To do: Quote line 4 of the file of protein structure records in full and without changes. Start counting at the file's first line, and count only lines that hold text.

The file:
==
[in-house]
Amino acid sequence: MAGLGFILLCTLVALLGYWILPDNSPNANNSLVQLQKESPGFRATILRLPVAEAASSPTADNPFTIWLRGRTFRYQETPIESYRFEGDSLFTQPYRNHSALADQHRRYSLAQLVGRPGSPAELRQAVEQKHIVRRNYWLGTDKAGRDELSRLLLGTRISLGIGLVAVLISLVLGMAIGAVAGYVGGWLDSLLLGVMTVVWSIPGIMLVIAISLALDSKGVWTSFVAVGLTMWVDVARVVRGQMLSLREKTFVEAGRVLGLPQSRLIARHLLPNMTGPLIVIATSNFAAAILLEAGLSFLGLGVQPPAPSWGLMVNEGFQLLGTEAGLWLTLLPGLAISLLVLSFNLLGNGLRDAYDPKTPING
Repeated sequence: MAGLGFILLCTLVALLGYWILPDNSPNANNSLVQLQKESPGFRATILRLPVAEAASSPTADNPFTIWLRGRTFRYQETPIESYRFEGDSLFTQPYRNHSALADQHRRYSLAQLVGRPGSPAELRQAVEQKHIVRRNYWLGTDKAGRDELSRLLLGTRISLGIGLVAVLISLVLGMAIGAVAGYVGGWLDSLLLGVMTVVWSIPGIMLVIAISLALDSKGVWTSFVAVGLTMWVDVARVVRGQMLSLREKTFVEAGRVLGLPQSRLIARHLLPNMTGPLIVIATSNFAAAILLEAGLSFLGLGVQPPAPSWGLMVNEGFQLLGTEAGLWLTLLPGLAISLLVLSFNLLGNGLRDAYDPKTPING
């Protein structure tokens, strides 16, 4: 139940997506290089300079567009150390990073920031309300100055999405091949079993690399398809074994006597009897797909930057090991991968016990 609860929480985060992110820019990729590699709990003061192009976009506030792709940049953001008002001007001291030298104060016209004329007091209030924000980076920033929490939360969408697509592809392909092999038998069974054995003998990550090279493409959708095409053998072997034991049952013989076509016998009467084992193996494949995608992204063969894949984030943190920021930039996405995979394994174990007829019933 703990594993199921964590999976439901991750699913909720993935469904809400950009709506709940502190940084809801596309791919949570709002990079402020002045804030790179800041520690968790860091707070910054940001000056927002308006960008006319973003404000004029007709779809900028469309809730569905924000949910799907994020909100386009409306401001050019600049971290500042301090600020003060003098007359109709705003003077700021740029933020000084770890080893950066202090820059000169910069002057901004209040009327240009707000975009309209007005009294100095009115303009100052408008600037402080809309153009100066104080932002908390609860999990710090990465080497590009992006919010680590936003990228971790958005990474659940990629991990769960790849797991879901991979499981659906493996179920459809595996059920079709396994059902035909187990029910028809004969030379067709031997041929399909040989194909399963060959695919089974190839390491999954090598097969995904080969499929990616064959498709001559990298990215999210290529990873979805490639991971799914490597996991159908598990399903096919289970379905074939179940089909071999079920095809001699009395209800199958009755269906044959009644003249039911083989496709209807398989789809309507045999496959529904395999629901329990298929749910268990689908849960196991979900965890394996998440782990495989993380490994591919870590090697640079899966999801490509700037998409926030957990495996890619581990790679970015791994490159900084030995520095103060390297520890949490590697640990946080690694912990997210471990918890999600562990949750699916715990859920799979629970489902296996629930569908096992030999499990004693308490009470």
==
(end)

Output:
């Protein structure tokens, strides 16, 4: 139940997506290089300079567009150390990073920031309300100055999405091949079993690399398809074994006597009897797909930057090991991968016990 609860929480985060992110820019990729590699709990003061192009976009506030792709940049953001008002001007001291030298104060016209004329007091209030924000980076920033929490939360969408697509592809392909092999038998069974054995003998990550090279493409959708095409053998072997034991049952013989076509016998009467084992193996494949995608992204063969894949984030943190920021930039996405995979394994174990007829019933 703990594993199921964590999976439901991750699913909720993935469904809400950009709506709940502190940084809801596309791919949570709002990079402020002045804030790179800041520690968790860091707070910054940001000056927002308006960008006319973003404000004029007709779809900028469309809730569905924000949910799907994020909100386009409306401001050019600049971290500042301090600020003060003098007359109709705003003077700021740029933020000084770890080893950066202090820059000169910069002057901004209040009327240009707000975009309209007005009294100095009115303009100052408008600037402080809309153009100066104080932002908390609860999990710090990465080497590009992006919010680590936003990228971790958005990474659940990629991990769960790849797991879901991979499981659906493996179920459809595996059920079709396994059902035909187990029910028809004969030379067709031997041929399909040989194909399963060959695919089974190839390491999954090598097969995904080969499929990616064959498709001559990298990215999210290529990873979805490639991971799914490597996991159908598990399903096919289970379905074939179940089909071999079920095809001699009395209800199958009755269906044959009644003249039911083989496709209807398989789809309507045999496959529904395999629901329990298929749910268990689908849960196991979900965890394996998440782990495989993380490994591919870590090697640079899966999801490509700037998409926030957990495996890619581990790679970015791994490159900084030995520095103060390297520890949490590697640990946080690694912990997210471990918890999600562990949750699916715990859920799979629970489902296996629930569908096992030999499990004693308490009470």